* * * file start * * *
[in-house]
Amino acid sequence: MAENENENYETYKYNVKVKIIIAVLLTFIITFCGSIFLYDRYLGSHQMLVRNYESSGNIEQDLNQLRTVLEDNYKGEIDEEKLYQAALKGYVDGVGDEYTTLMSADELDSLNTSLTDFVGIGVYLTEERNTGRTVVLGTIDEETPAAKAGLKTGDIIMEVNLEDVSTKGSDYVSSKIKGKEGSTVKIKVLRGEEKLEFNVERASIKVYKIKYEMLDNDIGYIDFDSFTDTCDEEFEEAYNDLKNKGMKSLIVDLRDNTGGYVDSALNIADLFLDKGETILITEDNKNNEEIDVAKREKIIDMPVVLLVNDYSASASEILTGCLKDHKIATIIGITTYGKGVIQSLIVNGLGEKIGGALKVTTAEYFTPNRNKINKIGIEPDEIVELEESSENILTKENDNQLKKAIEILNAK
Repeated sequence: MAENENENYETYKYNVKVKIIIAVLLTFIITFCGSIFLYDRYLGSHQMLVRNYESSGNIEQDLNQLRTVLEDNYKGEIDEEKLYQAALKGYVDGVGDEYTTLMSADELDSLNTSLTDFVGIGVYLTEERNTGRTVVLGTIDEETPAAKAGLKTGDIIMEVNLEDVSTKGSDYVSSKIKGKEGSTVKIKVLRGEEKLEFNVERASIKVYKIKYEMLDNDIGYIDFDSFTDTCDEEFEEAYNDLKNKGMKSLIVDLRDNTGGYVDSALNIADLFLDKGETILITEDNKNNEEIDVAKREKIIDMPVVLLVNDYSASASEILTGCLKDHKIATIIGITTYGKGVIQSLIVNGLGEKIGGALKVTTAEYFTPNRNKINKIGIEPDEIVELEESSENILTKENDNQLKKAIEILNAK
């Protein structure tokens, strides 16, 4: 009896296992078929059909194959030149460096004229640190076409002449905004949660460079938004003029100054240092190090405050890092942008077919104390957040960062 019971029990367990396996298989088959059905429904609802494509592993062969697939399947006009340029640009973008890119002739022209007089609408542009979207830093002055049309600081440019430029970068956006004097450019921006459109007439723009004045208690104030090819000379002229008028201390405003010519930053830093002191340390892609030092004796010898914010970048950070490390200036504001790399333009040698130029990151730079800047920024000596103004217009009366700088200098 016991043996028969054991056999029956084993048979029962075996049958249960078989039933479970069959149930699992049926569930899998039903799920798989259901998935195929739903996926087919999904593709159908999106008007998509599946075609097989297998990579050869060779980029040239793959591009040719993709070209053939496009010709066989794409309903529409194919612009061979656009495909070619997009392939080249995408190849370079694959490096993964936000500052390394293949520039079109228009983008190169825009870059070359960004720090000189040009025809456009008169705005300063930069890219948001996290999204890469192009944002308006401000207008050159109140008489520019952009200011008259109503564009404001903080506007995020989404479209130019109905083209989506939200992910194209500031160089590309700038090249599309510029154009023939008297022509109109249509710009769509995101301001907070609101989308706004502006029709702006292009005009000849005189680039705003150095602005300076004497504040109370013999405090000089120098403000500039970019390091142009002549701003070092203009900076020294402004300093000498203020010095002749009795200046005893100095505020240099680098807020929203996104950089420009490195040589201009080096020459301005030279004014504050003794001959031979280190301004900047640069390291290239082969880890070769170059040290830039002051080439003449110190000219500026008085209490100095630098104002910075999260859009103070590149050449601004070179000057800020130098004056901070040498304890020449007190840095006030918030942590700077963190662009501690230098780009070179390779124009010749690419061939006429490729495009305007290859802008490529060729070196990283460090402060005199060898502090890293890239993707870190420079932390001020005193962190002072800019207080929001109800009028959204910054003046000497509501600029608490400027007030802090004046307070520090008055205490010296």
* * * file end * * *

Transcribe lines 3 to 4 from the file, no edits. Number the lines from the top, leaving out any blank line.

Repeated sequence: MAENENENYETYKYNVKVKIIIAVLLTFIITFCGSIFLYDRYLGSHQMLVRNYESSGNIEQDLNQLRTVLEDNYKGEIDEEKLYQAALKGYVDGVGDEYTTLMSADELDSLNTSLTDFVGIGVYLTEERNTGRTVVLGTIDEETPAAKAGLKTGDIIMEVNLEDVSTKGSDYVSSKIKGKEGSTVKIKVLRGEEKLEFNVERASIKVYKIKYEMLDNDIGYIDFDSFTDTCDEEFEEAYNDLKNKGMKSLIVDLRDNTGGYVDSALNIADLFLDKGETILITEDNKNNEEIDVAKREKIIDMPVVLLVNDYSASASEILTGCLKDHKIATIIGITTYGKGVIQSLIVNGLGEKIGGALKVTTAEYFTPNRNKINKIGIEPDEIVELEESSENILTKENDNQLKKAIEILNAK
């Protein structure tokens, strides 16, 4: 009896296992078929059909194959030149460096004229640190076409002449905004949660460079938004003029100054240092190090405050890092942008077919104390957040960062 019971029990367990396996298989088959059905429904609802494509592993062969697939399947006009340029640009973008890119002739022209007089609408542009979207830093002055049309600081440019430029970068956006004097450019921006459109007439723009004045208690104030090819000379002229008028201390405003010519930053830093002191340390892609030092004796010898914010970048950070490390200036504001790399333009040698130029990151730079800047920024000596103004217009009366700088200098 016991043996028969054991056999029956084993048979029962075996049958249960078989039933479970069959149930699992049926569930899998039903799920798989259901998935195929739903996926087919999904593709159908999106008007998509599946075609097989297998990579050869060779980029040239793959591009040719993709070209053939496009010709066989794409309903529409194919612009061979656009495909070619997009392939080249995408190849370079694959490096993964936000500052390394293949520039079109228009983008190169825009870059070359960004720090000189040009025809456009008169705005300063930069890219948001996290999204890469192009944002308006401000207008050159109140008489520019952009200011008259109503564009404001903080506007995020989404479209130019109905083209989506939200992910194209500031160089590309700038090249599309510029154009023939008297022509109109249509710009769509995101301001907070609101989308706004502006029709702006292009005009000849005189680039705003150095602005300076004497504040109370013999405090000089120098403000500039970019390091142009002549701003070092203009900076020294402004300093000498203020010095002749009795200046005893100095505020240099680098807020929203996104950089420009490195040589201009080096020459301005030279004014504050003794001959031979280190301004900047640069390291290239082969880890070769170059040290830039002051080439003449110190000219500026008085209490100095630098104002910075999260859009103070590149050449601004070179000057800020130098004056901070040498304890020449007190840095006030918030942590700077963190662009501690230098780009070179390779124009010749690419061939006429490729495009305007290859802008490529060729070196990283460090402060005199060898502090890293890239993707870190420079932390001020005193962190002072800019207080929001109800009028959204910054003046000497509501600029608490400027007030802090004046307070520090008055205490010296």